Published: 08:48, 24 September 2021
| Updated: 21:00, 24 September 2021
The High Court has granted an interim injunction preventing protesters from occupying the A20 and other major roads heading towards the Port of Dover after another day of chaos and disruption.
Thirty nine people were arrested after Insulate Britain blockaded the port, just days after they were told they face jail if they shut down the M25 again.
A YouTube video live streamed the protest for an hour
Transport Secretary Grant Shapps said this evening: “We are absolutely committed to protecting the right to peaceful protest, but it is unacceptable that people cannot go about their day-to-day businesses and that businesses or critical supplies should be put on a knife’s edge because of the reckless actions of a few protesters.”
Those who breach the injunction will be in contempt of court and at risk of imprisonment and an unlimited fine, the government said.
This morning, orange-bibbed activists campaigning for the government to insulate all houses in the UK sat across the entrance and exit to Europe's busiest ferry port.
Police were seen pulling away protesters early on, while a second group strayed onto the A20.
But having arrived at just after 8am it took until just before 10am for arrests to be made.
Some activists had glued their hands to the Tarmac, but at one point moved aside so an ambulance on an emergency call could pass by.
By 10.15am the last man blocking the exit had been led off by police to cheers from onlookers.
By 1pm traffic was flowing freely and about half an hour later two protesters who had glued themselves to a tanker roof had climbed down.
Initially 17 people were arrested but police say 39 have been taken into custody.
'The impact this disruption had on the local community and port-bound traffic is not lost on us.'
A spokesman for Kent Police said: "A total of thirty-nine people have been arrested following protest activity in Dover.
"The individuals were detained on suspicion of causing a public nuisance and obstructing a highway after Kent Police was called at around 8.20am to reports that a group of people were obstructing the road on Jubilee Way, a second group were at Snargate Street at the junction with A20 and a third smaller group on the A20 at the junction with Aycliffe.
"They remain in custody as enquiries continue and all roads are clear."
Chief Superintendent Simon Thompson from Kent Police added: "The impact this disruption had on the local community and port-bound traffic is not lost on us and I would like to thank those adversely affected by it for their patience whilst we made the area safe again.
"Kent Police is working with the other forces, the CPS and partner agencies to gather evidence and ensure there are consequences for those who break the law."
By this afternoon, the Port of Dover said traffic in and out of the Port was moving freely, but TAP remained in place and active to clear the last of the backlog.
The earlier injunction was applied for by National Highways, the body which runs the nation's motorways, but A roads are maintained by KCC.
Protesters block the entrance to the port Video: Insulate Britain
In a press release on its website, which quoted Winston Churchill, Insulate Britain said more than 40 activists were at Dover this morning.
"Courage is what it takes to stand up and speak, it’s also what it takes to sit down," it said.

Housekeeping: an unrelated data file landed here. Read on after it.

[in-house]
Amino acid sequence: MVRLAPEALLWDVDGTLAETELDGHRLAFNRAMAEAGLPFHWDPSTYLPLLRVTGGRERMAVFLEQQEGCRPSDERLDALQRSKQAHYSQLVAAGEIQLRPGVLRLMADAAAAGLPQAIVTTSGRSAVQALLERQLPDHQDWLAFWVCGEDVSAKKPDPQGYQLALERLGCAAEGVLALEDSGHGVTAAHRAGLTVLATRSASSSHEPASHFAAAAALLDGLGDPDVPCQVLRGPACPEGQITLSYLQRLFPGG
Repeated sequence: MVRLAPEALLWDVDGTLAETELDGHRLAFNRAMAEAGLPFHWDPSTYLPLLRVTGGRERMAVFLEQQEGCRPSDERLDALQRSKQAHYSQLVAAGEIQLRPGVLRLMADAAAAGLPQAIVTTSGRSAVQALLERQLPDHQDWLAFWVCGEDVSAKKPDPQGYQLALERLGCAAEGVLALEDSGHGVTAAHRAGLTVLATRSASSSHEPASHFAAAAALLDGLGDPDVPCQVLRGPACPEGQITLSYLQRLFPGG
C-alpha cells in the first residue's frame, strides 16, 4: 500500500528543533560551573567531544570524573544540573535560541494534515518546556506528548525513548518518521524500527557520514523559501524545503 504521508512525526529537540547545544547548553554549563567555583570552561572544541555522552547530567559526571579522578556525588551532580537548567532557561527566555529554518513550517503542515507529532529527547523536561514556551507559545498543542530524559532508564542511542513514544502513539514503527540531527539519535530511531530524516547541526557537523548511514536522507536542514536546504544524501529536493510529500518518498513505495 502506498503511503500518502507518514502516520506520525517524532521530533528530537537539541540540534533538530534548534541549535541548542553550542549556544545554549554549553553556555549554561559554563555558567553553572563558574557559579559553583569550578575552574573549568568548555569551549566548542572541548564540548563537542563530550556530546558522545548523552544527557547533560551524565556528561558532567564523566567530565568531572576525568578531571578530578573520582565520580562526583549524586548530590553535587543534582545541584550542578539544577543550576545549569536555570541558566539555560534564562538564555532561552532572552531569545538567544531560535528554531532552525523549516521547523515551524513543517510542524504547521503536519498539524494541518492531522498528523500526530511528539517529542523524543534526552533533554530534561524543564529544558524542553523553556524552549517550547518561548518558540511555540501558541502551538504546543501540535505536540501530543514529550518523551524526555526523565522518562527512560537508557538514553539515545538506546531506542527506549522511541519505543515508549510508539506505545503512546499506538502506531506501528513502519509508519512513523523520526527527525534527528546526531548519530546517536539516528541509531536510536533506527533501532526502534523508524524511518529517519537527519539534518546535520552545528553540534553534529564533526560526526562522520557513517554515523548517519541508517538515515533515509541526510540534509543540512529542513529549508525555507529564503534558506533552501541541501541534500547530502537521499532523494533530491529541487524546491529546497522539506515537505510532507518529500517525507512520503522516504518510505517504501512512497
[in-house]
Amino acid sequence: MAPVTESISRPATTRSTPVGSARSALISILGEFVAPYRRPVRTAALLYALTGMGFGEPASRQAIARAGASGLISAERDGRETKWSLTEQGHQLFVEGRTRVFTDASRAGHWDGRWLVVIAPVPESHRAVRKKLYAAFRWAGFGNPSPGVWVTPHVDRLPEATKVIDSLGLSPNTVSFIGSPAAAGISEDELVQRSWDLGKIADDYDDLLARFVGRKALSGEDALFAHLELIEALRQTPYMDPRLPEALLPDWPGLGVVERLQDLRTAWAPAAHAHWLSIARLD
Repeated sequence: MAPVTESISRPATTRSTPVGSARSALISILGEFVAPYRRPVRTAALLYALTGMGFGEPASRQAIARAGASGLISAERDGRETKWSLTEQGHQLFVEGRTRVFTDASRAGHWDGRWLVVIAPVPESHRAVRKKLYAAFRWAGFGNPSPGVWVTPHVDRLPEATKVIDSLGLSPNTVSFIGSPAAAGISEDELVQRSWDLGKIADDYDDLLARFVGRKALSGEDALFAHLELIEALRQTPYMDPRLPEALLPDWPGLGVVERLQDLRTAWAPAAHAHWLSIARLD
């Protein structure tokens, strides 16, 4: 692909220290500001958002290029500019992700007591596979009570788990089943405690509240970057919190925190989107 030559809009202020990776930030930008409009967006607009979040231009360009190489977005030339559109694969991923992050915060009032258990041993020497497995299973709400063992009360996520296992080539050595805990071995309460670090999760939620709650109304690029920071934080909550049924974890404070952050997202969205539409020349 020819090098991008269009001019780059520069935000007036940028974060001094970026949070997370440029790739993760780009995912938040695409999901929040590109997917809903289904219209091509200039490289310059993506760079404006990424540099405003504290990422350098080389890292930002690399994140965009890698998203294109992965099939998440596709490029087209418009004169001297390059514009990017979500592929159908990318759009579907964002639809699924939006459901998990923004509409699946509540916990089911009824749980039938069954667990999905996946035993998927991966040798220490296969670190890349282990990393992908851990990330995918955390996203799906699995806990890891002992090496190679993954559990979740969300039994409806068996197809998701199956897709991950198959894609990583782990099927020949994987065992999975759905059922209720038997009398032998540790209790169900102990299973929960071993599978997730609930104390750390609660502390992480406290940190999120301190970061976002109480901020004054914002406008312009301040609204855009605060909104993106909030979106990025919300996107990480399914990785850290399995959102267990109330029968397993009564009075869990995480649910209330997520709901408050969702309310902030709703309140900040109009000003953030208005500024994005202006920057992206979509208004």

Two groups blocked the A20 at the Eastern Docks roundabout and near the junction with Union Street for the Western Docks.
A spokesman apologised for the disruption but said insulating homes was a "no brainer".
He added Dover had been targeted as so many people in the area are living in fuel poverty (9.5% of homes), adding: "We need a Churchillian response: we must tell the truth about the urgent horror of the Climate Emergency.
"Change at the necessary speed and scale requires economic disruption. We wish it wasn't true, but it is. It’s why the 2000 fuel protests got a U-turn in policy and gave Blair his biggest challenge as Prime Minister.”
The Port of Dover advised customers to allow more time for their journey this morning.
Its CEO Doug Bannister, said: "The Port has implemented its tried and tested resilience plans in order to deal with the impact of the protest.
"The Port has consistently shown its ability to deal with such challenges and today’s targeted activity shows once again the importance and symbolism of Dover to the nation as a critical trade and tourism artery on which the UK continues to rely.
"We are working with our customers and the police authorities in managing the situation and apologise to our community for any disruption being caused by a situation not of our making."
South Thanet MP, Craig Mackinlay, responds to the Insulate Britain protest
Dover Town Councillor Neil Rix, who owns N.T.Rix scaffolding and demolition, said the demonstration was "not fair" to the people of Dover.
He said: "I've got lorries and staff stuck in it. It's an absolute nuisance to be honest.
"We've got contractors waiting for scaffolding to go up but we've got three lorries stuck and around 23 people.
"It's costing us thousands of pounds.
"It is just causing interruptions for every person in town. It's not fair and it's not right. Before you know it all the roads in town will be blocked.
"It's so selfish of them. It's costing money when we're trying to get through a pandemic.
"I don't suppose these people are from Dover."
Cllr Trevor Bartlett, leader of Dover District Council also condemned the actions of those involved.
He said: "Today’s demonstration in Dover is totally unacceptable and has led to disruption for local residents, businesses and port users.